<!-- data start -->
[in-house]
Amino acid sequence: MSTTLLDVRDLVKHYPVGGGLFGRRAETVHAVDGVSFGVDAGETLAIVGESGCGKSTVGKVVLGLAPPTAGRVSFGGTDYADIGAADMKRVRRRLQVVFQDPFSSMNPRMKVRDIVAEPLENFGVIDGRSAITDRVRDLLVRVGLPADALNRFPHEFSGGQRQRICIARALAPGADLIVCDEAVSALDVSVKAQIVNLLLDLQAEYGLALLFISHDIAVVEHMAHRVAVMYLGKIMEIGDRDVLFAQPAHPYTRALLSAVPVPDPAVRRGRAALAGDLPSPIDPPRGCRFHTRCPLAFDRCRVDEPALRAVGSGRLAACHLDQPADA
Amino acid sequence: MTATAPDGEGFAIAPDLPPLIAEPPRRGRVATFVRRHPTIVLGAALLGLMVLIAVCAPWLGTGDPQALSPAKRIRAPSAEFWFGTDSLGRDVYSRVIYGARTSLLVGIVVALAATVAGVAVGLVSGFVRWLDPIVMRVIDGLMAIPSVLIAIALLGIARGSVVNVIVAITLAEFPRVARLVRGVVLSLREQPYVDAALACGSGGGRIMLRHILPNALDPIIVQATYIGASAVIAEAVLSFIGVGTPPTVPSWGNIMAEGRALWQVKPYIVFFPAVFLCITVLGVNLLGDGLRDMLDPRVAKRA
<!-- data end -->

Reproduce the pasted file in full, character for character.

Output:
[in-house]
Amino acid sequence: MSTTLLDVRDLVKHYPVGGGLFGRRAETVHAVDGVSFGVDAGETLAIVGESGCGKSTVGKVVLGLAPPTAGRVSFGGTDYADIGAADMKRVRRRLQVVFQDPFSSMNPRMKVRDIVAEPLENFGVIDGRSAITDRVRDLLVRVGLPADALNRFPHEFSGGQRQRICIARALAPGADLIVCDEAVSALDVSVKAQIVNLLLDLQAEYGLALLFISHDIAVVEHMAHRVAVMYLGKIMEIGDRDVLFAQPAHPYTRALLSAVPVPDPAVRRGRAALAGDLPSPIDPPRGCRFHTRCPLAFDRCRVDEPALRAVGSGRLAACHLDQPADA
Amino acid sequence: MTATAPDGEGFAIAPDLPPLIAEPPRRGRVATFVRRHPTIVLGAALLGLMVLIAVCAPWLGTGDPQALSPAKRIRAPSAEFWFGTDSLGRDVYSRVIYGARTSLLVGIVVALAATVAGVAVGLVSGFVRWLDPIVMRVIDGLMAIPSVLIAIALLGIARGSVVNVIVAITLAEFPRVARLVRGVVLSLREQPYVDAALACGSGGGRIMLRHILPNALDPIIVQATYIGASAVIAEAVLSFIGVGTPPTVPSWGNIMAEGRALWQVKPYIVFFPAVFLCITVLGVNLLGDGLRDMLDPRVAKRA